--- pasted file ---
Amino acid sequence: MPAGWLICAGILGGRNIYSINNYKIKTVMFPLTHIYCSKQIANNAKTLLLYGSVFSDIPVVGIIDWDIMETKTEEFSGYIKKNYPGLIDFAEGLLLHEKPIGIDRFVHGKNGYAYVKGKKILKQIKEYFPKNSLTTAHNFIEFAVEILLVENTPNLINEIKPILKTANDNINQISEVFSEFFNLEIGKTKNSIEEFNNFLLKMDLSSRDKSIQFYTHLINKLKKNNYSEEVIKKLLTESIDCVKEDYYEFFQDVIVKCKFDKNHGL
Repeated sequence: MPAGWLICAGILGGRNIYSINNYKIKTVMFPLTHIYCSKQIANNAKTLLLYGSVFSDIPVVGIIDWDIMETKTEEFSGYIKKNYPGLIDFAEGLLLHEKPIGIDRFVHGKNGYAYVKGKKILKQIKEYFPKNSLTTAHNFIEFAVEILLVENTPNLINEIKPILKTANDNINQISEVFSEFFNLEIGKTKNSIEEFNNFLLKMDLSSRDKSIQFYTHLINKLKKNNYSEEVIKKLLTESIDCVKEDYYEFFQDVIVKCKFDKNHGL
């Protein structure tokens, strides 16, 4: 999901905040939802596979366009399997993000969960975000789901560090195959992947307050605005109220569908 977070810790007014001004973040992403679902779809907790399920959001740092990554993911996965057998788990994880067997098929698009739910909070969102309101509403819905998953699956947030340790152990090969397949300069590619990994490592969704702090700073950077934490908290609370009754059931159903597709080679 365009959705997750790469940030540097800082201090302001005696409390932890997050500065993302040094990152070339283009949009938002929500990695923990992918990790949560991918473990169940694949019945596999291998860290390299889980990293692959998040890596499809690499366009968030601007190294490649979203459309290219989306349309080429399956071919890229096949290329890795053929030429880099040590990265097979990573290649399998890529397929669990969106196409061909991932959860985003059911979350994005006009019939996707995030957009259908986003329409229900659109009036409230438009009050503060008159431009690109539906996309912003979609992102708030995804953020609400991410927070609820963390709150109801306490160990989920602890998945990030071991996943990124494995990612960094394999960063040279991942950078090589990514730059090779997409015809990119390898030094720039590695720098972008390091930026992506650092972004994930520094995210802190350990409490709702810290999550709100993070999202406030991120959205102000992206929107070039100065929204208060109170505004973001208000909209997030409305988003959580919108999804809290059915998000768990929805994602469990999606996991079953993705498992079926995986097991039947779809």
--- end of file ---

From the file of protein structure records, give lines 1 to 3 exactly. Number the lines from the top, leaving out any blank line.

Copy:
Amino acid sequence: MPAGWLICAGILGGRNIYSINNYKIKTVMFPLTHIYCSKQIANNAKTLLLYGSVFSDIPVVGIIDWDIMETKTEEFSGYIKKNYPGLIDFAEGLLLHEKPIGIDRFVHGKNGYAYVKGKKILKQIKEYFPKNSLTTAHNFIEFAVEILLVENTPNLINEIKPILKTANDNINQISEVFSEFFNLEIGKTKNSIEEFNNFLLKMDLSSRDKSIQFYTHLINKLKKNNYSEEVIKKLLTESIDCVKEDYYEFFQDVIVKCKFDKNHGL
Repeated sequence: MPAGWLICAGILGGRNIYSINNYKIKTVMFPLTHIYCSKQIANNAKTLLLYGSVFSDIPVVGIIDWDIMETKTEEFSGYIKKNYPGLIDFAEGLLLHEKPIGIDRFVHGKNGYAYVKGKKILKQIKEYFPKNSLTTAHNFIEFAVEILLVENTPNLINEIKPILKTANDNINQISEVFSEFFNLEIGKTKNSIEEFNNFLLKMDLSSRDKSIQFYTHLINKLKKNNYSEEVIKKLLTESIDCVKEDYYEFFQDVIVKCKFDKNHGL
């Protein structure tokens, strides 16, 4: 999901905040939802596979366009399997993000969960975000789901560090195959992947307050605005109220569908 977070810790007014001004973040992403679902779809907790399920959001740092990554993911996965057998788990994880067997098929698009739910909070969102309101509403819905998953699956947030340790152990090969397949300069590619990994490592969704702090700073950077934490908290609370009754059931159903597709080679 365009959705997750790469940030540097800082201090302001005696409390932890997050500065993302040094990152070339283009949009938002929500990695923990992918990790949560991918473990169940694949019945596999291998860290390299889980990293692959998040890596499809690499366009968030601007190294490649979203459309290219989306349309080429399956071919890229096949290329890795053929030429880099040590990265097979990573290649399998890529397929669990969106196409061909991932959860985003059911979350994005006009019939996707995030957009259908986003329409229900659109009036409230438009009050503060008159431009690109539906996309912003979609992102708030995804953020609400991410927070609820963390709150109801306490160990989920602890998945990030071991996943990124494995990612960094394999960063040279991942950078090589990514730059090779997409015809990119390898030094720039590695720098972008390091930026992506650092972004994930520094995210802190350990409490709702810290999550709100993070999202406030991120959205102000992206929107070039100065929204208060109170505004973001208000909209997030409305988003959580919108999804809290059915998000768990929805994602469990999606996991079953993705498992079926995986097991039947779809």